/perspectives/weekly-viewpoint/bullish-narrative-intact-but-lots-of-moving-pieces

Bullish Narrative Intact but lots of Moving Pieces

The major market indices finished the week modestly higher as the focus continued to shift from trade tensions and geopolitics to first quarter earnings season.

April 23, 2018    |    By Mike Schwager

Performance for Week Ending 4/20/2018:

The Dow Jones Industrial Average (Dow) gained 0.42%, the Wilshire 5000 Total Market IndexSM (Wilshire 5000SM) added 0.78%, the Standard & Poor’s 500 Index (S&P 500) rose 0.52% and the Nasdaq Composite Index (NASDAQ) tacked on 0.56%. Sector performance was positive with 7 of the 11 of the S&P sector groups finishing higher. The Energy sector (+2.60%) was the best performer while Consumer Staples (-4.36%) was the biggest laggard.

Index* Closing Price 4/20/2018 Percentage Change for Week Ending 4/20/2018 Year-to-Date Percentage Change Through 4/20/2018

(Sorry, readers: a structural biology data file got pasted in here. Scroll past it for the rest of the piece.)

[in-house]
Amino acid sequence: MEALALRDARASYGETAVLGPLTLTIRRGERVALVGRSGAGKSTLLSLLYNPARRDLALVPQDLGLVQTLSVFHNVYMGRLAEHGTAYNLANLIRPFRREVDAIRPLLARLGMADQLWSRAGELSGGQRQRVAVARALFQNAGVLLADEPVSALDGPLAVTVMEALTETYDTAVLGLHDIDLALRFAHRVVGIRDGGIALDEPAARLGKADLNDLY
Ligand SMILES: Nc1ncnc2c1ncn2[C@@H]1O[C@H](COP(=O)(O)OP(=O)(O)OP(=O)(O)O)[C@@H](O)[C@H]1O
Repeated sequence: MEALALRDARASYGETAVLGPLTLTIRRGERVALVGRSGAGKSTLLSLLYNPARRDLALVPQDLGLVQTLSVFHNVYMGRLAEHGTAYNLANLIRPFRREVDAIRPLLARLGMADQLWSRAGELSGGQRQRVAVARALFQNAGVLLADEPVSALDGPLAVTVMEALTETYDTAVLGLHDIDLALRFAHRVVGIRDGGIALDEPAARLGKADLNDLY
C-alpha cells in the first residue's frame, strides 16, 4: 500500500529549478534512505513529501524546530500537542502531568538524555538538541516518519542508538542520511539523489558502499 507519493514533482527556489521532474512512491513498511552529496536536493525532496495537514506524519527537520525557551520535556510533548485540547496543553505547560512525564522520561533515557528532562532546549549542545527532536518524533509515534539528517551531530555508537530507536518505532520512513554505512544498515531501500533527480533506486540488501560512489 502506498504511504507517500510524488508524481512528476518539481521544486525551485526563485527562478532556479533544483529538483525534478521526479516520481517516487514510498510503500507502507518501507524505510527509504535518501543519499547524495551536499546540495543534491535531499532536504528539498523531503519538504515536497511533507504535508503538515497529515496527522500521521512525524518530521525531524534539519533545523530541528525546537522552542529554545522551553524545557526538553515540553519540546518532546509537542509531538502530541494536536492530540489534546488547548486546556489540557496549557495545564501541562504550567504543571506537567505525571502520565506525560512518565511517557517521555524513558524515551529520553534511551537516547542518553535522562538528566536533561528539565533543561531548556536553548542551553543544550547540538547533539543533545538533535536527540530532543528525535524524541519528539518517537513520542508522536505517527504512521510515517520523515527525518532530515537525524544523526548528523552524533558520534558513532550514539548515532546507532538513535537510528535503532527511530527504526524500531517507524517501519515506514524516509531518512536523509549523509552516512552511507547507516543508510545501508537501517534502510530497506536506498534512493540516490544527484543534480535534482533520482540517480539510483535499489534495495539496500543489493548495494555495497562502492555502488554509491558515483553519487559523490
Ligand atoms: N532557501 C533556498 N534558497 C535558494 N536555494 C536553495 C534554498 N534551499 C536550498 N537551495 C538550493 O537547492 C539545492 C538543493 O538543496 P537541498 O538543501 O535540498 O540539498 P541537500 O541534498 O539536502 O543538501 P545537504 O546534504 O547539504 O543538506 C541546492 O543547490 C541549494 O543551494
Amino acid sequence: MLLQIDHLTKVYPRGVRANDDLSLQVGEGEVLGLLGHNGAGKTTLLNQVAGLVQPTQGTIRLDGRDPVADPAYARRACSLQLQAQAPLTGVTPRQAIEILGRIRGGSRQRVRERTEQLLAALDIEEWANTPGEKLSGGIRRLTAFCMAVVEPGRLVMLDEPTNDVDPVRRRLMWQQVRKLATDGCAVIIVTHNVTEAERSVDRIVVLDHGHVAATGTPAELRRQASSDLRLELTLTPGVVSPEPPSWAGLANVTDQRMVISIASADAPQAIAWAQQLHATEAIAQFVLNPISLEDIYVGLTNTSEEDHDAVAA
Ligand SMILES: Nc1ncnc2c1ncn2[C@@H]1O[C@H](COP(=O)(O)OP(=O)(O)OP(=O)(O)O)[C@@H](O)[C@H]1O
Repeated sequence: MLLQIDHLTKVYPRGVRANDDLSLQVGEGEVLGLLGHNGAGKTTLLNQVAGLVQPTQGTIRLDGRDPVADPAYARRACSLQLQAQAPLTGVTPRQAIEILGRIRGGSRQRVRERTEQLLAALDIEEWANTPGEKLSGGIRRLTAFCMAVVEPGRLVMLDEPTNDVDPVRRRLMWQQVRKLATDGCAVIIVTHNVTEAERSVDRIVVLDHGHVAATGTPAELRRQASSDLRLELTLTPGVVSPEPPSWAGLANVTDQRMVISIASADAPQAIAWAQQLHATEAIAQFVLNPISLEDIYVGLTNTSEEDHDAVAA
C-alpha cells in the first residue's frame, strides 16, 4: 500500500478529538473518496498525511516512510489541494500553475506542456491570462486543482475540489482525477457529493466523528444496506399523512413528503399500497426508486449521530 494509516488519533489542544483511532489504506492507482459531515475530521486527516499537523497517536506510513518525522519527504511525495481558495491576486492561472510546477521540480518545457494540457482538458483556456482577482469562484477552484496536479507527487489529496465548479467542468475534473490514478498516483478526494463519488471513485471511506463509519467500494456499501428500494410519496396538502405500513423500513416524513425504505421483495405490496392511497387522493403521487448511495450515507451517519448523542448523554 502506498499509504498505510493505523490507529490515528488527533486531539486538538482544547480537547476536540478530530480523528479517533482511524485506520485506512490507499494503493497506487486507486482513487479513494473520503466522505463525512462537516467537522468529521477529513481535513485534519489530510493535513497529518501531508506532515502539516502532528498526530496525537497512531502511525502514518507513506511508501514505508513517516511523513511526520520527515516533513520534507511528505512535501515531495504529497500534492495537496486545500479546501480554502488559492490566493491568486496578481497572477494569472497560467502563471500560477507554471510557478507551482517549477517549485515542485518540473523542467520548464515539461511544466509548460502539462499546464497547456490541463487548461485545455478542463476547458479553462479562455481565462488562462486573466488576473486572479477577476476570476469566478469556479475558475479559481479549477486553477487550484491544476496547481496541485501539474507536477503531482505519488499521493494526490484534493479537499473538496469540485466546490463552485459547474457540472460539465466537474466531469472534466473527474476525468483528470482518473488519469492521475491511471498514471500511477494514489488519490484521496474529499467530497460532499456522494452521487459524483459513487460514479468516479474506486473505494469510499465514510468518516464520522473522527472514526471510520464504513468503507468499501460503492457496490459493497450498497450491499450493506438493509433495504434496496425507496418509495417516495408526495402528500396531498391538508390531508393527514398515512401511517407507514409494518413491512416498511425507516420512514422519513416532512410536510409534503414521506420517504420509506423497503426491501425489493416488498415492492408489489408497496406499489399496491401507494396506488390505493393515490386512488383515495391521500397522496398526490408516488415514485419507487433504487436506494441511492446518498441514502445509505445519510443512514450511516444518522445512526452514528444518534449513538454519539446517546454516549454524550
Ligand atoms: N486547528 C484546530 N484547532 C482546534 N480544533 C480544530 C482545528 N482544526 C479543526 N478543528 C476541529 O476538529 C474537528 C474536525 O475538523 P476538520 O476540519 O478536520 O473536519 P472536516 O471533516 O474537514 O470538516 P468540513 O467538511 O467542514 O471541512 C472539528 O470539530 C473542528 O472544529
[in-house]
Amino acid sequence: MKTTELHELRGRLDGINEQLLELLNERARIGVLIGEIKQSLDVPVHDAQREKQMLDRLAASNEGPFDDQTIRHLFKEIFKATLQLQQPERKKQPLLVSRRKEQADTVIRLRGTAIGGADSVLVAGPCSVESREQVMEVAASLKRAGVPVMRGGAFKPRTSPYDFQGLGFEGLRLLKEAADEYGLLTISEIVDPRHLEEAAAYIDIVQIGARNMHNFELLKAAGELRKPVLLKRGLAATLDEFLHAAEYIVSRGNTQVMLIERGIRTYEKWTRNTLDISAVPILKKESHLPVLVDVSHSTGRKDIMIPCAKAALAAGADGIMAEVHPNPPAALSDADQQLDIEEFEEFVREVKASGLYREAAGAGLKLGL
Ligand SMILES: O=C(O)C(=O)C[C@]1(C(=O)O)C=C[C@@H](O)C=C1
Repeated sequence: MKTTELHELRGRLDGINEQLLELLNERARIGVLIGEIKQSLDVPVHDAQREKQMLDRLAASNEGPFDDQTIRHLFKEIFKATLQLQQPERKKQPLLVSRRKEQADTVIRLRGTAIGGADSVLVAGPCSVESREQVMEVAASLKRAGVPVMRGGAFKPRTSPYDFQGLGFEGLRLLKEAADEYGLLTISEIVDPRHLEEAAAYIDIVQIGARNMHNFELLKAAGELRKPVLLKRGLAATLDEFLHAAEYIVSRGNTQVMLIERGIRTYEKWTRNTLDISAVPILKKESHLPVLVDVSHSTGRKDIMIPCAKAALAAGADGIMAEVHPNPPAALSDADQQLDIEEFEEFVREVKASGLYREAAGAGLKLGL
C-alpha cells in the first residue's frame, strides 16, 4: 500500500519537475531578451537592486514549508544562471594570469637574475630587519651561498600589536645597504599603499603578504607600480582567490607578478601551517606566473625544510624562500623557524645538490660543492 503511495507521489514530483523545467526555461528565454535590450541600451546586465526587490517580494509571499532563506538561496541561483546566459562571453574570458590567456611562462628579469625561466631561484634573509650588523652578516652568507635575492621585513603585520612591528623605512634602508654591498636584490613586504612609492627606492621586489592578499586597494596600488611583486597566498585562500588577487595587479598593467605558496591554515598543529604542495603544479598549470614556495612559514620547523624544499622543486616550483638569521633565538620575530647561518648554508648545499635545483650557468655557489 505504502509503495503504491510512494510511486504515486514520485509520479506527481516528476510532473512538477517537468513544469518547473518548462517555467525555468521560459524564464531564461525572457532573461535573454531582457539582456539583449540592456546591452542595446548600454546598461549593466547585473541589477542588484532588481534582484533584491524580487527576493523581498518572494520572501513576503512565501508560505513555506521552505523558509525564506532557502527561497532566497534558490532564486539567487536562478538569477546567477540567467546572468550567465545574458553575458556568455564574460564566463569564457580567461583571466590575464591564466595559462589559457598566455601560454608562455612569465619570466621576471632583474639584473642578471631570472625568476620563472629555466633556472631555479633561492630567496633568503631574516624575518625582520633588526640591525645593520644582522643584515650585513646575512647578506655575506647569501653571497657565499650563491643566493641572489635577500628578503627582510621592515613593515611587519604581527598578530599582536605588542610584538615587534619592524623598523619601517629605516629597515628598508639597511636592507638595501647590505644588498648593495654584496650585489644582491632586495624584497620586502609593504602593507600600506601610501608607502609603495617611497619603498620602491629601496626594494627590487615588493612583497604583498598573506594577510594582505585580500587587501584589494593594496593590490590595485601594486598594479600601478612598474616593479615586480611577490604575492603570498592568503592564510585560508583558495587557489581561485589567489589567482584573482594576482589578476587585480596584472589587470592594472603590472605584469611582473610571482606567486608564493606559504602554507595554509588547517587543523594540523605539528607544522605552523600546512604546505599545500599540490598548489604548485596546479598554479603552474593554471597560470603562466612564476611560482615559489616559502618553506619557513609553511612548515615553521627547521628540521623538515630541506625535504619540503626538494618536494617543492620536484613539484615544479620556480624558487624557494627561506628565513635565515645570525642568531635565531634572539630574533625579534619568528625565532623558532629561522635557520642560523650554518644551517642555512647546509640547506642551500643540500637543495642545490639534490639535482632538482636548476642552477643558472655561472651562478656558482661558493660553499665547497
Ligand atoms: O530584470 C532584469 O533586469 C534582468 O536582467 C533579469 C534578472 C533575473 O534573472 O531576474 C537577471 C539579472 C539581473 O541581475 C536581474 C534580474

Dow 24462.94 +0.42% -1.04%
Wilshire 5000 27776.21 +0.78% -0.06%
S&P 500 2670.14 +0.52% -0.13%
NASDAQ 7146.13 +0.56% +3.52%

*See below for Index Definitions

 
MARKET OBSERVATIONS: 4/16/2018 – 4/20/2018

The major market indices finished the week modestly higher as the focus continued to shift from trade tensions and geopolitics to first quarter earnings season. The gains marked the third advance in the past four weeks. While trade tensions have certainly lessened, they have not totally disappeared. On Friday, China said that the U.S. is "thinking and acting like a bully" in response to reports the U.S. Treasury Department is considering using an emergency law to curb Chinese investments in sensitive technologies.

Inflation Worries Starting to Inflate: In the aftermath of U.S. sanctions on Russia and heightened tariff concerns, commodity prices have surged. Aluminum prices have jumped by over 27% since early April while Oil prices on Wednesday closed at the highest level since late-2014. Rising oil has put upward pressure on gasoline prices with the national average of regular unleaded finishing the week at $2.75/gallon, the highest since the summer of 2015.